Review of a language addition idea

I am relatively new to rust, so this may already be a thing in one way or another. I had an idea for an addition to the rust language, and was hoping to understand how good/bad of an idea it was.

I am calling my idea compile time type tagging. Essentially you can create a type tag for a specific type, and then tag that type when applicable. I think an example would be best...

This example creates a function to tag a string as ascii if it is ascii, and then any function that requires the type tag would be compile time checked for that tag.

Tag IsAscii for String;

pub fn check_ascii(self) -> Option<<IsAscii>self> {
    if self.is_ascii() {
    } else {
pub fn make_ascii_lowercase(&<IsAscii>mut self) {blah}

I do not like this syntax, but I was just trying to check the soundness of the idea. The ergonomics would need to be improved significantly.

I think this could be applied in a similar way to traits where you can create your own Tags and apply them to any types, or you can take an external Tag and apply it to your own types, but you can't apply an external Tag to an external type.

Existing functions could be tagged such that it does not undo the tag (since any mutable function would have to reset the type tag). I am not sure what this syntax would look like, but:

// This function could be tagged to indicate it does not change the tag state
pub fn make_ascii_lowercase(&mut self);

The goal of this type tagging is to create a sort of contract driven design that would have minimal impact on the runtime. The only runtime change would be the checks functions that would apply the tag to the type. It might also be possible to sometimes do this at compile time for simpler cases.

Thoughts? If the idea sucks I am fine with that. Just trying to learn by experimenting.

1 Like

This is what we call a newtype.

struct Ascii(String);
fn from_str(text: &str) -> Option<Ascii> {}
fn foo(text: Ascii) {}

Maybe I am misunderstanding, but I don't think this is what I am looking for. The newtype method does not protect you from modifying the string to contain non-ascii characters. Also you would not be able to access the existing string methods without going through the Also creating a whole new type for each contract constraint would make it very difficult to compose multiple constraints, where as you could create as many tags as you wanted.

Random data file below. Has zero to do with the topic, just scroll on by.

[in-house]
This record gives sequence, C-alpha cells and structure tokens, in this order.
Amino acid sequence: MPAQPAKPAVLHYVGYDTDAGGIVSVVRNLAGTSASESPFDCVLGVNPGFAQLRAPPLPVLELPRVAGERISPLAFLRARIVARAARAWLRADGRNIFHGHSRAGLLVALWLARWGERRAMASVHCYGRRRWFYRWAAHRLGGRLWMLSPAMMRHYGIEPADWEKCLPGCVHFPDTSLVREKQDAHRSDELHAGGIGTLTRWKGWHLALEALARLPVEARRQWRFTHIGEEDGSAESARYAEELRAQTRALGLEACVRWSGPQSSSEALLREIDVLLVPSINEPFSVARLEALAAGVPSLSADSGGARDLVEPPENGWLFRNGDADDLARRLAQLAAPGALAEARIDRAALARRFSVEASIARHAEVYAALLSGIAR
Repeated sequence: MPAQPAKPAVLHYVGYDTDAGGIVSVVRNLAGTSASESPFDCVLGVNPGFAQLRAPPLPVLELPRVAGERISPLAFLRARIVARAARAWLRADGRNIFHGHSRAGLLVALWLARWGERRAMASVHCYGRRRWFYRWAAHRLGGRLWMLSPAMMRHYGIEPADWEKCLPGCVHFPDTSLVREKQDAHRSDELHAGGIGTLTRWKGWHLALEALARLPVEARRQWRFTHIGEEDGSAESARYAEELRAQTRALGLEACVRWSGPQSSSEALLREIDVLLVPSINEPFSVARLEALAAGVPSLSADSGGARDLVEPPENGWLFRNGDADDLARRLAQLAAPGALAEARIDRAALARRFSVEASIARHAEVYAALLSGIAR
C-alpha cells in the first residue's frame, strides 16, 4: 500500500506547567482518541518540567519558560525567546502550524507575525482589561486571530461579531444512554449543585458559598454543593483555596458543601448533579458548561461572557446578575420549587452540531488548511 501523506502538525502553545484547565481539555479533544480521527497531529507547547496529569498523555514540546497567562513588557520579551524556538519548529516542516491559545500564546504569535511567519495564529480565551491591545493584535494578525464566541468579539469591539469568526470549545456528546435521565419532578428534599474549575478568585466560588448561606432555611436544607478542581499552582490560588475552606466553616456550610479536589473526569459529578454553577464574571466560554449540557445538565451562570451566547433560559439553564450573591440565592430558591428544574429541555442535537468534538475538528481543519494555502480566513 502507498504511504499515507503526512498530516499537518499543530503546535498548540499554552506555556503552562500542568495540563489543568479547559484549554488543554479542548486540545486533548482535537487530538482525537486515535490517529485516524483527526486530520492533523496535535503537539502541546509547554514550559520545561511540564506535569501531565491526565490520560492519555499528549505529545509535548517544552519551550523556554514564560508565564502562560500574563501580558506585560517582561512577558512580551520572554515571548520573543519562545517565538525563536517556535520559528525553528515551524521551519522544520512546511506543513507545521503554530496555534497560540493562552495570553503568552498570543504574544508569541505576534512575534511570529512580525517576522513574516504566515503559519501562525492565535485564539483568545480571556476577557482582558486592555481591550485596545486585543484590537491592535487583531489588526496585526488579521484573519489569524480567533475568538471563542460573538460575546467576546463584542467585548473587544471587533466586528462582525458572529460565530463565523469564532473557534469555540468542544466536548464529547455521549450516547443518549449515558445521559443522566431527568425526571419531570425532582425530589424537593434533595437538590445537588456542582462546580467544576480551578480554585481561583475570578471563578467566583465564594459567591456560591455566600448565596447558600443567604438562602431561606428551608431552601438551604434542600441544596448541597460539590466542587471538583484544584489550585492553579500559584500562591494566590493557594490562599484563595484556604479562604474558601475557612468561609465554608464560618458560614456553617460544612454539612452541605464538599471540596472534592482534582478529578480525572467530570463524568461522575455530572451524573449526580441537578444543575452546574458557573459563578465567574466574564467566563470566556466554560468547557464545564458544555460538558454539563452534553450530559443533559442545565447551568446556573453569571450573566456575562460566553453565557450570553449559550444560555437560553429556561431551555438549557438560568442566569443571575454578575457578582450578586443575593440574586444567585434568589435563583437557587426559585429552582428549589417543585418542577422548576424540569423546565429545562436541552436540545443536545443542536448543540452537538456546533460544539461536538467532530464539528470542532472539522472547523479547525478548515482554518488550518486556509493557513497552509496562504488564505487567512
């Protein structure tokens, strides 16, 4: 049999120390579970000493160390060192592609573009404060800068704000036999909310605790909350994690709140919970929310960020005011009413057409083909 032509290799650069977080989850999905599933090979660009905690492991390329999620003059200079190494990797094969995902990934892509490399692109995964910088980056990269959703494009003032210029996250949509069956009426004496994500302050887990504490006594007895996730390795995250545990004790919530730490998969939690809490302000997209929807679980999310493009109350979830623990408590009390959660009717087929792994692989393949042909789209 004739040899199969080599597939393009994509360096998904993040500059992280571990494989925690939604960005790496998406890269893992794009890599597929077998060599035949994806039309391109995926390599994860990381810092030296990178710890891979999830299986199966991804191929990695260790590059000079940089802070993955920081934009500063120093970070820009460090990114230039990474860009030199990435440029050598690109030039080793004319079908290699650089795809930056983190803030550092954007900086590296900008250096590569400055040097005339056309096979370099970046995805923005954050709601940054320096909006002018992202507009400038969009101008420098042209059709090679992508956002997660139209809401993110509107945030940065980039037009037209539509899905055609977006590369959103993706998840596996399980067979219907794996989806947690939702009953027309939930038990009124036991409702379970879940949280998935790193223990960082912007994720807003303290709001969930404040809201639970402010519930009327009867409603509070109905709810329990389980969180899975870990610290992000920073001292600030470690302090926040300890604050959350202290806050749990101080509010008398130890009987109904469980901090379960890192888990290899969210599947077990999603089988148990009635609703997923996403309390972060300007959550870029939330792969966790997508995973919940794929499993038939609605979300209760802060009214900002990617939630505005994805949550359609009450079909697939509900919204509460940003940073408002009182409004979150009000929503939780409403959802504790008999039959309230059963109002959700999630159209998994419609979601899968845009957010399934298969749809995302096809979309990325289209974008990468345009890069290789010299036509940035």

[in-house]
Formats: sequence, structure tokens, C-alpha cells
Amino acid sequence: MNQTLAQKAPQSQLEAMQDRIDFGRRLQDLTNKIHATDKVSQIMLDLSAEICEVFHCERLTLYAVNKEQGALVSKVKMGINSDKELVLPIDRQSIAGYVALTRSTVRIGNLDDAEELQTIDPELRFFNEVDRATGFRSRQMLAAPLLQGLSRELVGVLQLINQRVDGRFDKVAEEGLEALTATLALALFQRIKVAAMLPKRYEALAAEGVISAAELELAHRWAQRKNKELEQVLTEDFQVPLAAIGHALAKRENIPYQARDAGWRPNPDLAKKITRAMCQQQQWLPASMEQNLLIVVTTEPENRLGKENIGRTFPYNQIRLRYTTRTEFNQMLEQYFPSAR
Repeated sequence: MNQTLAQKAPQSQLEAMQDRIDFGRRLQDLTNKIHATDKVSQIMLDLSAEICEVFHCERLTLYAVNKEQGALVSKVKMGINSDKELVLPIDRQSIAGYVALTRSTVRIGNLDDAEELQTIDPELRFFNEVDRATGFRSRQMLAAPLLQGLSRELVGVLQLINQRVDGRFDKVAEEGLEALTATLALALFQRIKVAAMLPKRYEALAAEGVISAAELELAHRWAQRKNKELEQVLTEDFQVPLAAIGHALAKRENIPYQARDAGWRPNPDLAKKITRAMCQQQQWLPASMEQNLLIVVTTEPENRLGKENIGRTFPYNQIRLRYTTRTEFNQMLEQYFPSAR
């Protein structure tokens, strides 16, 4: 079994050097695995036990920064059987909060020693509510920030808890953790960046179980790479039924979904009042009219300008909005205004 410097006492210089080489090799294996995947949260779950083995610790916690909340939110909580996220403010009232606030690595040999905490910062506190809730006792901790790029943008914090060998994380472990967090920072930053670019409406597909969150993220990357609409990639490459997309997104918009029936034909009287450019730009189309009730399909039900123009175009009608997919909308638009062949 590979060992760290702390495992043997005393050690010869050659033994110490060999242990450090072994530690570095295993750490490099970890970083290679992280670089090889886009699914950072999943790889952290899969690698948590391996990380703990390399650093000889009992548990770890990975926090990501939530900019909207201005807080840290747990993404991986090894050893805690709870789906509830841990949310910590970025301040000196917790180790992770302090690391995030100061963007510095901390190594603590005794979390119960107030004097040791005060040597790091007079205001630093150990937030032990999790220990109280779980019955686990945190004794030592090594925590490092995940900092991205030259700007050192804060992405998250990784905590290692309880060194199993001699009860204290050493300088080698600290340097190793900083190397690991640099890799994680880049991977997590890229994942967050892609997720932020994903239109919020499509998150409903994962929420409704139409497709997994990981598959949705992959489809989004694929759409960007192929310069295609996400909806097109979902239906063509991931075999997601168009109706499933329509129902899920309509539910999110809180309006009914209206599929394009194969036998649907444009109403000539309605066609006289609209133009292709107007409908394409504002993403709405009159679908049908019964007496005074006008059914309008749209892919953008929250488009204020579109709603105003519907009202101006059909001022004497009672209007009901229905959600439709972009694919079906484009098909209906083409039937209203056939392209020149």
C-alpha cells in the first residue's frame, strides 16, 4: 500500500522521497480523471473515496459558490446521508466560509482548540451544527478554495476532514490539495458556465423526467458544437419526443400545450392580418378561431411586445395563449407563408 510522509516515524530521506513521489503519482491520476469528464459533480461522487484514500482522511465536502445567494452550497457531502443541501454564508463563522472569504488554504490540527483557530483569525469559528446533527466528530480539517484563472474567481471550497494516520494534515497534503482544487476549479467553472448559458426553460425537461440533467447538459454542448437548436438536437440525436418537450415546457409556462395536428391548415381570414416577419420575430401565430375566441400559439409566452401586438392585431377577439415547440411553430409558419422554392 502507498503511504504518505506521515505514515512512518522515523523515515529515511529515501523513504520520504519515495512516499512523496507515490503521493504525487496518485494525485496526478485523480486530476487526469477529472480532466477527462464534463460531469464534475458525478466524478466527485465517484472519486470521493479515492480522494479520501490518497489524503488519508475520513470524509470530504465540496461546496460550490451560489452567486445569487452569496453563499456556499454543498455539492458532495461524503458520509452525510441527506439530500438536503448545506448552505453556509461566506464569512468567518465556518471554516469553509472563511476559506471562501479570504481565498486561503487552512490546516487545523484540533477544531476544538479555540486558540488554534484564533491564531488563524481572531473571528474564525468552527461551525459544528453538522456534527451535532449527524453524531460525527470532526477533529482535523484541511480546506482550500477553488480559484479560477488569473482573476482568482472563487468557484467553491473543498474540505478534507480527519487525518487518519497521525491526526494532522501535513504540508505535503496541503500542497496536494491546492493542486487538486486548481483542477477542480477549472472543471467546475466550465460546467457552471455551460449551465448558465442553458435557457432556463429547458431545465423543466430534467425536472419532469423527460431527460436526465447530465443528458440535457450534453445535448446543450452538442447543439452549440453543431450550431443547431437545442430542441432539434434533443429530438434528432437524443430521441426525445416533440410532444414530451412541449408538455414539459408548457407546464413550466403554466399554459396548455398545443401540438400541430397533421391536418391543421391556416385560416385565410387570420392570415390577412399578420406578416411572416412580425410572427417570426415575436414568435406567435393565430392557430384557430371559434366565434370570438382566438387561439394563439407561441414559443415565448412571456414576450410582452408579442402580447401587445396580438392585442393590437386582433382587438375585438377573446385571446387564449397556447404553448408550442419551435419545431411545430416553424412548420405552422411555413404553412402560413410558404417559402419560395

It doesn't protect you, but it does protect the users of your code - you just need to restrict mutable access to the string (by making the field private and not providing any mutable accessors).


But then you don't have a string. The goal of what I was trying to come up with is to provide constraints on existing types. At the end of the day, I still want a string with all of the functionality, but I also want to be able to constrain that type for a more limited set of functionality based on a specific contract. I want to be able to modify the string, and then it would loose the tag until it was re-checked. This would allow the full use of the type as a normal string, but also enable compile time checking on a more constrained set of functionality.

Well, you can have an as_str method to provide &self -> &str conversion (or just implement AsRef/Deref/etc.), which will be enough for any read-only case. And everything mutable should go through the logic inside newtype anyway.